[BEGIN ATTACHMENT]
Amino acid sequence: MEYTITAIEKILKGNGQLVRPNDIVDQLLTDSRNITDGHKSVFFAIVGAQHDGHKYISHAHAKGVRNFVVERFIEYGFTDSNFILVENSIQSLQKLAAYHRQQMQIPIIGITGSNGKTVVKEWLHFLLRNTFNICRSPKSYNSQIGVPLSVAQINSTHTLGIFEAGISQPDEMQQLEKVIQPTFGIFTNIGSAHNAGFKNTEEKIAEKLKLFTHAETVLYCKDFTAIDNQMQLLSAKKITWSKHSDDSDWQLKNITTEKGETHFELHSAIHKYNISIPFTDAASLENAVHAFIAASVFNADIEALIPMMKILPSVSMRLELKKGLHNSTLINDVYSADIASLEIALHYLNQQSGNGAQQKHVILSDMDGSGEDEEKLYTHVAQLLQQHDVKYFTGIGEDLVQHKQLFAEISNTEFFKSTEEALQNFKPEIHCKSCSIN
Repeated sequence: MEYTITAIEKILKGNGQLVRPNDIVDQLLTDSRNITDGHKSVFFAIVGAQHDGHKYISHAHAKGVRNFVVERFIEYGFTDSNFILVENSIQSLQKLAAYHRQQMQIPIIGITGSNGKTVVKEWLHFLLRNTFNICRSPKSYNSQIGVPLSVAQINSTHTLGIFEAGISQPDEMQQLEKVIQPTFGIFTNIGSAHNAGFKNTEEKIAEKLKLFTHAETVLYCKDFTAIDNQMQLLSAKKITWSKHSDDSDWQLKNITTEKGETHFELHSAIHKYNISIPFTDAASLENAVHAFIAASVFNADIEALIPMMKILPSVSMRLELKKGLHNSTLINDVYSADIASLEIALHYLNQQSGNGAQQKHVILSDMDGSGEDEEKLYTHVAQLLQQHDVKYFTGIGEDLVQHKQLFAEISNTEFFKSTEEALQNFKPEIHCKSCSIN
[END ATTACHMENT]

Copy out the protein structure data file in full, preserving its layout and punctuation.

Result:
Amino acid sequence: MEYTITAIEKILKGNGQLVRPNDIVDQLLTDSRNITDGHKSVFFAIVGAQHDGHKYISHAHAKGVRNFVVERFIEYGFTDSNFILVENSIQSLQKLAAYHRQQMQIPIIGITGSNGKTVVKEWLHFLLRNTFNICRSPKSYNSQIGVPLSVAQINSTHTLGIFEAGISQPDEMQQLEKVIQPTFGIFTNIGSAHNAGFKNTEEKIAEKLKLFTHAETVLYCKDFTAIDNQMQLLSAKKITWSKHSDDSDWQLKNITTEKGETHFELHSAIHKYNISIPFTDAASLENAVHAFIAASVFNADIEALIPMMKILPSVSMRLELKKGLHNSTLINDVYSADIASLEIALHYLNQQSGNGAQQKHVILSDMDGSGEDEEKLYTHVAQLLQQHDVKYFTGIGEDLVQHKQLFAEISNTEFFKSTEEALQNFKPEIHCKSCSIN
Repeated sequence: MEYTITAIEKILKGNGQLVRPNDIVDQLLTDSRNITDGHKSVFFAIVGAQHDGHKYISHAHAKGVRNFVVERFIEYGFTDSNFILVENSIQSLQKLAAYHRQQMQIPIIGITGSNGKTVVKEWLHFLLRNTFNICRSPKSYNSQIGVPLSVAQINSTHTLGIFEAGISQPDEMQQLEKVIQPTFGIFTNIGSAHNAGFKNTEEKIAEKLKLFTHAETVLYCKDFTAIDNQMQLLSAKKITWSKHSDDSDWQLKNITTEKGETHFELHSAIHKYNISIPFTDAASLENAVHAFIAASVFNADIEALIPMMKILPSVSMRLELKKGLHNSTLINDVYSADIASLEIALHYLNQQSGNGAQQKHVILSDMDGSGEDEEKLYTHVAQLLQQHDVKYFTGIGEDLVQHKQLFAEISNTEFFKSTEEALQNFKPEIHCKSCSIN